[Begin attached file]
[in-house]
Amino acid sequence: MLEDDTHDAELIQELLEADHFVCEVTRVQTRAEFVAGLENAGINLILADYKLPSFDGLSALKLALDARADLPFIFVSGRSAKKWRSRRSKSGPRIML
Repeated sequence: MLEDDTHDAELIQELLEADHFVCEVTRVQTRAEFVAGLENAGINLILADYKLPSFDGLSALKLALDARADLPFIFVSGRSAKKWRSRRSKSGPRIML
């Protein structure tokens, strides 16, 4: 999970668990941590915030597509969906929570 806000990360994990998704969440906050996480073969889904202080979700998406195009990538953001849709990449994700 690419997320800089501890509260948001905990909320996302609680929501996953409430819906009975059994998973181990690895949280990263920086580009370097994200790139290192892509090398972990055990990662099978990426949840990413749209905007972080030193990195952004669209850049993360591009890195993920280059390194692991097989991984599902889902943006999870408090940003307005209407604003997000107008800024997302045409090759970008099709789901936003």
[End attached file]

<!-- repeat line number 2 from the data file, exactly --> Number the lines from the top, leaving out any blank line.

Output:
Amino acid sequence: MLEDDTHDAELIQELLEADHFVCEVTRVQTRAEFVAGLENAGINLILADYKLPSFDGLSALKLALDARADLPFIFVSGRSAKKWRSRRSKSGPRIML